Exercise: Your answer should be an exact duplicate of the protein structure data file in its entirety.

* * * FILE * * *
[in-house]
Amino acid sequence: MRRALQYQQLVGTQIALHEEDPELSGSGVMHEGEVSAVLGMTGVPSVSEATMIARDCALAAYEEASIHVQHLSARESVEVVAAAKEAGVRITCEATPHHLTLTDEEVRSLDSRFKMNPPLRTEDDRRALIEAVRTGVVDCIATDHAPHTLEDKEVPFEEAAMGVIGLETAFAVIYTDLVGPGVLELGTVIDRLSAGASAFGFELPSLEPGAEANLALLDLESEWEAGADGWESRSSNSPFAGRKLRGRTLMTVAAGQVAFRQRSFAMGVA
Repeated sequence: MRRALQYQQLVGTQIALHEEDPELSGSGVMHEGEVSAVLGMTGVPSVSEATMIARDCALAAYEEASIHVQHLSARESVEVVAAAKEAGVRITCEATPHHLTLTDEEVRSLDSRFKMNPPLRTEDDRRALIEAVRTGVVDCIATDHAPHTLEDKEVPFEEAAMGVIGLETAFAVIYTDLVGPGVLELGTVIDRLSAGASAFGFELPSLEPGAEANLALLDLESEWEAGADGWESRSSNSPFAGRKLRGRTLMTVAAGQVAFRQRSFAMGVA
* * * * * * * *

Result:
[in-house]
Amino acid sequence: MRRALQYQQLVGTQIALHEEDPELSGSGVMHEGEVSAVLGMTGVPSVSEATMIARDCALAAYEEASIHVQHLSARESVEVVAAAKEAGVRITCEATPHHLTLTDEEVRSLDSRFKMNPPLRTEDDRRALIEAVRTGVVDCIATDHAPHTLEDKEVPFEEAAMGVIGLETAFAVIYTDLVGPGVLELGTVIDRLSAGASAFGFELPSLEPGAEANLALLDLESEWEAGADGWESRSSNSPFAGRKLRGRTLMTVAAGQVAFRQRSFAMGVA
Repeated sequence: MRRALQYQQLVGTQIALHEEDPELSGSGVMHEGEVSAVLGMTGVPSVSEATMIARDCALAAYEEASIHVQHLSARESVEVVAAAKEAGVRITCEATPHHLTLTDEEVRSLDSRFKMNPPLRTEDDRRALIEAVRTGVVDCIATDHAPHTLEDKEVPFEEAAMGVIGLETAFAVIYTDLVGPGVLELGTVIDRLSAGASAFGFELPSLEPGAEANLALLDLESEWEAGADGWESRSSNSPFAGRKLRGRTLMTVAAGQVAFRQRSFAMGVA